Minnie L. Harding

Minnie Lahm Harding, an esteemed leader in central Colorado, created a loan fund that has helped hundreds of women attend college. Born in Canton, Ohio, Harding came to Canon City in 1881 to visit friends, soon married Theodore Marsh Harding, and had two children. She spent the next 55 years improving the community of Canon City, starting with opening the first kindergarten in town in a tent.

Harding was a founding member of Friends in Council, one of the charter clubs of the Colorado Federation of Women’s Clubs (CFWC). As President of the CFWC from 1900-1902, she initiated a loan fund.  Harding and two other donors established the fund with $90 in 1902. The fund, which continues today, provides interest-free loans to assist Colorado women in obtaining a college education. It was Harding’s lifelong avocation. She managed the fund until her death in 1937, forming close bonds with many of the recipients.  After her death, the fund was named the Minnie L. Harding Educational Loan Fund.  By 1982, it was estimated that the loans totaled more than $1 million. By 1987, the Fund had helped more than 1600 girls go to college.  In 2016, six recipients were enrolled, and twenty-two women were repaying their debt to the Fund.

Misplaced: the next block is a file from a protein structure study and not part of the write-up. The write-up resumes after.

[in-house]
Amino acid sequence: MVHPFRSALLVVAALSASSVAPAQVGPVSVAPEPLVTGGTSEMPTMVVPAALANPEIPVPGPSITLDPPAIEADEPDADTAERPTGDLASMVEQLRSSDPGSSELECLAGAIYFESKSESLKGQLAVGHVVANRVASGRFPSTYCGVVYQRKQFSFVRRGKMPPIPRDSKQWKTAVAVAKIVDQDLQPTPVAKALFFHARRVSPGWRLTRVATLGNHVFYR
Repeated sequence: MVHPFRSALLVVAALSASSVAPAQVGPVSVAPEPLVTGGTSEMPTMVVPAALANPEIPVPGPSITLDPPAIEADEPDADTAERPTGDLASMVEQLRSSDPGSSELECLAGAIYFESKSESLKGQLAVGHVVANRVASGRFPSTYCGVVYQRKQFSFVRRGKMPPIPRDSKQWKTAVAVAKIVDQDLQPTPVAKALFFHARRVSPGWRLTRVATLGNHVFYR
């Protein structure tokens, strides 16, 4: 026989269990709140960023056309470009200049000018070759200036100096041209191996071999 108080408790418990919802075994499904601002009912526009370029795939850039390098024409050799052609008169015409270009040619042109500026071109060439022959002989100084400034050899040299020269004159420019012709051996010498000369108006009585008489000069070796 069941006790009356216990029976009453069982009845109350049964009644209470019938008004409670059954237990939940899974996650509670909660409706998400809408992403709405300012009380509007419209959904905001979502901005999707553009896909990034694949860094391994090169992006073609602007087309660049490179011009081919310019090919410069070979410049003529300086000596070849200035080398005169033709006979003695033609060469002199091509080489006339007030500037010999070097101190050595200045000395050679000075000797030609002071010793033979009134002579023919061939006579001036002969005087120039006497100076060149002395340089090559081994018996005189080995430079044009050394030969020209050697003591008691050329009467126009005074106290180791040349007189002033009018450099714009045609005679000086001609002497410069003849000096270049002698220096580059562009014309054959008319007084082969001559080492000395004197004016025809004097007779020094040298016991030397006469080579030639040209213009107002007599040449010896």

Harding’s commitment to education in Colorado included her work as President and life-long member of the Canon City Library Committee, which established the city’s public library. This led to her gubernatorial appointment to the University of Colorado Board of Regents. Only the second woman to serve on the Board, she was subsequently elected statewide for a six-year term. Harding Hall in Sewall Dormitory was named in her honor.

During World War I, Harding led many efforts significant to Colorado and Fremont County, including serving as chairman for the women’s division of food conservation, receiving a certificate for “patriotic service” from President Herbert Hoover. She was recognized by President Woodrow Wilson as the chairman for the women’s committee in charge of the American Red Cross financial campaign.
 

Related Post